Having celebrated my 75th birthday last year, people often ask me if I plan to retire. I always respond with a line I borrowed from my friend Zig Ziglar: “I’m not retiring — I’m refiring!” Zig passed away a couple of years ago but wowed audiences well into his 80s.
Research confirms that regardless of age, people who embrace life with gusto enjoy better health and more happiness and fulfillment. The same can beapplied at work. When people can enhance relationships, stimulate their mind, revitalize physically and grow spiritually in the workplace, it brings passion to their work. Yet many people who’ve been in a job for a while see the days ahead as something to endure rather than an exciting opportunity.
According to Deloitte’s “Global Human Capital Trends 2014,” leaders are struggling more than ever to engage the 21st century workforce. Around the world, millions of workers have resigned themselves to doing their jobs at a basic level, but are sullen and unmotivated in a quiet way that can be hard to remedy.
I gained some insight about increasing engagement on the job while I was working on my most recent book, “Refire! Don’t Retire.” The book idea came about when my co-author, Morton Shaevitz, and I began to wonder why so many people take the “best is behind us” approach to life. We looked at people who love life and compared them with those who were struggling.
Our findings revealed that when people think differently in four key areas, they behave differently. Those behaviors led to greater engagement and satisfaction, and when people thrive, organizations thrive.
Refire intellectually. Workers aren’t just hired hands. They have brains, too. Continuous learning is vital to organizational health. Companies like Apple and Google offer stimulating environments, free educational seminars and tuition reimbursement. Leaders need to refire intellectually, too. As I’ve often said, when you stop learning, you might as well lie down and let them throw the dirt over you because you’re already brain dead.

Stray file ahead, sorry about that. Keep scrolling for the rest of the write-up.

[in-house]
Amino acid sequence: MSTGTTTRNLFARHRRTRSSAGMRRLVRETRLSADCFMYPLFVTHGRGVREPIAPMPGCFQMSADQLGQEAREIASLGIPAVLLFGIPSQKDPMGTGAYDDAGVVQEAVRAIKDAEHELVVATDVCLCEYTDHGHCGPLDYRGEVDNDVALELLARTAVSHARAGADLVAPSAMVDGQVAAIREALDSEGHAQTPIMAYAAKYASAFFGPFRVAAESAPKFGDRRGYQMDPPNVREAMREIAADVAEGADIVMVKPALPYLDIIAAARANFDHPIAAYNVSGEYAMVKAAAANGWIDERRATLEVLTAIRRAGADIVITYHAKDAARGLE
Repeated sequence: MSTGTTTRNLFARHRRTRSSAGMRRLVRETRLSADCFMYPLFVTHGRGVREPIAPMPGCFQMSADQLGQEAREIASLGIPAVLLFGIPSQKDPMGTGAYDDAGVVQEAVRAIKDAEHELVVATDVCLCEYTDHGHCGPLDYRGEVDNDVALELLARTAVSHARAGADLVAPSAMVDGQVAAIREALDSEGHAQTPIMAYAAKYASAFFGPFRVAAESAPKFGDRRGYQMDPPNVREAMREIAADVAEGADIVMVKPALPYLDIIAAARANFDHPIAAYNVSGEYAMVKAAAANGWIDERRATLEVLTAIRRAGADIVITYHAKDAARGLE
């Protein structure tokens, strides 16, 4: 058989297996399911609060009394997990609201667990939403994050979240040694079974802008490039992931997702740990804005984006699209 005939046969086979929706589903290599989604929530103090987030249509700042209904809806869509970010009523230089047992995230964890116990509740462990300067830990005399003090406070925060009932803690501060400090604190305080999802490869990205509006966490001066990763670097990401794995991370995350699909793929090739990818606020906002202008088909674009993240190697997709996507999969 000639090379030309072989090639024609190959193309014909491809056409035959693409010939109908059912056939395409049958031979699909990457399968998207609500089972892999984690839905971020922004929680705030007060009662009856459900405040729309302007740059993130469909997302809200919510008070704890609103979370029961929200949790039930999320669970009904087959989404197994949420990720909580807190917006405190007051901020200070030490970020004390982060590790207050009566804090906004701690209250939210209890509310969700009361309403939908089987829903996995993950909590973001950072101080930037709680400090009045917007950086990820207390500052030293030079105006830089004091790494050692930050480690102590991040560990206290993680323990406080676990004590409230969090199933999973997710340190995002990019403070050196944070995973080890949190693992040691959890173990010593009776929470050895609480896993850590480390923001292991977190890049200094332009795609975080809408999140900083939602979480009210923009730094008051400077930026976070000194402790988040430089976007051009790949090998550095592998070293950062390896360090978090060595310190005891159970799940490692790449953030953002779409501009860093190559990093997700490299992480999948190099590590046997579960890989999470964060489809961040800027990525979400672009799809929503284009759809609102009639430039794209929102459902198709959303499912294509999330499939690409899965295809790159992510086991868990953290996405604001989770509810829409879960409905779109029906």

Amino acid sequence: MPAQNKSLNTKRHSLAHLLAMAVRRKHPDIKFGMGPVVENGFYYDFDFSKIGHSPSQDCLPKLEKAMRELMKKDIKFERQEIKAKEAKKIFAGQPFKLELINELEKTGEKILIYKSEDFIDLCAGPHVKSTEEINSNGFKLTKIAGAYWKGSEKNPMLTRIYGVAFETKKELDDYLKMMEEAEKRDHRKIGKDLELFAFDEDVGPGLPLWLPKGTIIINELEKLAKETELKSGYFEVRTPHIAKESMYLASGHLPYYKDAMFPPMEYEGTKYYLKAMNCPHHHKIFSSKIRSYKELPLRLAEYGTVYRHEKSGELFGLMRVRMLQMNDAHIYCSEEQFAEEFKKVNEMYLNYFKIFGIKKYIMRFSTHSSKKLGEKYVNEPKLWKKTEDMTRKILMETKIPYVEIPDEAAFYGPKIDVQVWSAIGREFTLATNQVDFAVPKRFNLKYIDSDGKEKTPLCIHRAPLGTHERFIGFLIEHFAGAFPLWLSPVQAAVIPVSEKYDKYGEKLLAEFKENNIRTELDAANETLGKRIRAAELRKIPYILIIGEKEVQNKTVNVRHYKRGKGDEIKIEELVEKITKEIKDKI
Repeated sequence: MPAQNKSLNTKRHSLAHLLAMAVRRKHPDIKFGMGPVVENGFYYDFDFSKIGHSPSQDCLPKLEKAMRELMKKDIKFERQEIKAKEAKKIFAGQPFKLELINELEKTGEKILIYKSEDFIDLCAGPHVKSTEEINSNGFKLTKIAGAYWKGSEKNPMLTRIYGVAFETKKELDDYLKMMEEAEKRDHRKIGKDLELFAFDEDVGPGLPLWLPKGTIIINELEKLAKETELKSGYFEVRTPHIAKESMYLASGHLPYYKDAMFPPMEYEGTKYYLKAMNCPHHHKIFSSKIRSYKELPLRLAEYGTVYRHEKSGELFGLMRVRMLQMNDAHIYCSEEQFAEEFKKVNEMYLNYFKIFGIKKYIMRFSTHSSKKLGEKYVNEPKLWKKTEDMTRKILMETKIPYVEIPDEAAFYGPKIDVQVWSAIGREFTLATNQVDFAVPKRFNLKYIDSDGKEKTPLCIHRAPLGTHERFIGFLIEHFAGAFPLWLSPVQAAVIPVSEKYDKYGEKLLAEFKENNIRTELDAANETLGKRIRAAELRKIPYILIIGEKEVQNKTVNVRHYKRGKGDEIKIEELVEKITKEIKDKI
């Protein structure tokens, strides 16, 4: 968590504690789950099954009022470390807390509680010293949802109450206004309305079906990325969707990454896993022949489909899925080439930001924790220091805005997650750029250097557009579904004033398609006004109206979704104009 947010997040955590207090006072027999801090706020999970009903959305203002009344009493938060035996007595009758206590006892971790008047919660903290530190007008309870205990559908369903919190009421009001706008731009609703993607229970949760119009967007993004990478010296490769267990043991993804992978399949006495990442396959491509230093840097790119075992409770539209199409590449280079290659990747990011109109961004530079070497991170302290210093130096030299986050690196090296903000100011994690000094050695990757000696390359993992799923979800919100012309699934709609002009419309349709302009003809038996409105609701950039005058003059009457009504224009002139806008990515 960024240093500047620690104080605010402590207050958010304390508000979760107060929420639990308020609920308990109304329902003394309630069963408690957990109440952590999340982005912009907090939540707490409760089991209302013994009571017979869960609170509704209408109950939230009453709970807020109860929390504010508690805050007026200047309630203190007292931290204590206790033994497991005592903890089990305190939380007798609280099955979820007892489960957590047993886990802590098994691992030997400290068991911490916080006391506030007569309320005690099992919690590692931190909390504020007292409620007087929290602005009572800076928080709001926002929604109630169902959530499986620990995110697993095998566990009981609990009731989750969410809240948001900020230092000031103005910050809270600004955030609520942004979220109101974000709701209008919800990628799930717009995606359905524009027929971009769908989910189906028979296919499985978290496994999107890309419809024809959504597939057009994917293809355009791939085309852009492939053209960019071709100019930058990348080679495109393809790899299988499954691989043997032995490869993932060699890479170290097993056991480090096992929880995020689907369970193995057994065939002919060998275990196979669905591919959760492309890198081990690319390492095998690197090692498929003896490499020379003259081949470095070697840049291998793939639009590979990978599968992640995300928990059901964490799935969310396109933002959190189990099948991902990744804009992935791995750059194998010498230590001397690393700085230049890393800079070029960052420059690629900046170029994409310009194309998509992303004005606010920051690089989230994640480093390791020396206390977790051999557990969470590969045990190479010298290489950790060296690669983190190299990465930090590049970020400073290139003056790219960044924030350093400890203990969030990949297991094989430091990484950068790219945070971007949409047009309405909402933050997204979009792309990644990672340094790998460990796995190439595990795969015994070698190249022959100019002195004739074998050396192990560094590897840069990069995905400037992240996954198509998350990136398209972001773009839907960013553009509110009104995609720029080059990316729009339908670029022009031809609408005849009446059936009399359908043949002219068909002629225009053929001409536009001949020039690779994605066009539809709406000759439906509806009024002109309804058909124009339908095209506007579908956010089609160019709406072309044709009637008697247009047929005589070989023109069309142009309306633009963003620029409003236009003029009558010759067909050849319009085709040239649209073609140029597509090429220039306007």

Refire emotionally.Getting back to those hired hands, they have hearts in addition to brains. Everyone needs emotional nourishment. Our research shows that people who have friends at work are happier, more loyal and more productive. The most successful leaders create opportunities for meaningful connection at the office. Offer workshops, retreats and celebrations, and encourage work friendships. For example, Halloween is a big deal at our company. People dress in costumes and carry on in a big way. Creating an emotionally connected culture not only gives people a morale boost, but also it increases innovation and collaboration.
Refire physically.Work requires energy, and energy comes from having a healthy body and a sense of well-being. While many organizations give lip service to wellness, those that back up their claims with health-friendly policies enjoy higher levels of employee engagement and productivity. Sufficient vacation leave, reasonable workloads and wellness education programs need to be implemented, not just talked about. Get creative by instituting walking one-on-one meetings, after-hours yoga classes or lunch-and-learn sessions with guest speakers. Offer bicycle parking racks and flex scheduling to encourage employees to take time for fitness. This year, our company was elected one of the best places to work in San Diego. Our wellness activities were one of the big reasons for the award.
Refire spiritually. I refer to spirit in the universal sense of the word. Boredom and dissatisfaction spring from a focus on self, so give people an opportunity to focus on something outside themselves. As chief spiritual officer for our company, I leave a morning message every day to praise and inspire people. Leaders who provide opportunities for giving and spiritual growth help people understand that it’s not all about them. For example, we encourage employees to take up to 40 paid hours a year to donate their time to charitable organizations.
By encouraging behaviors that refire people intellectually, emotionally, physically and spiritually, and by modeling these behaviors themselves, leaders can inspire people with the idea that life is good — and the best is yet to come.
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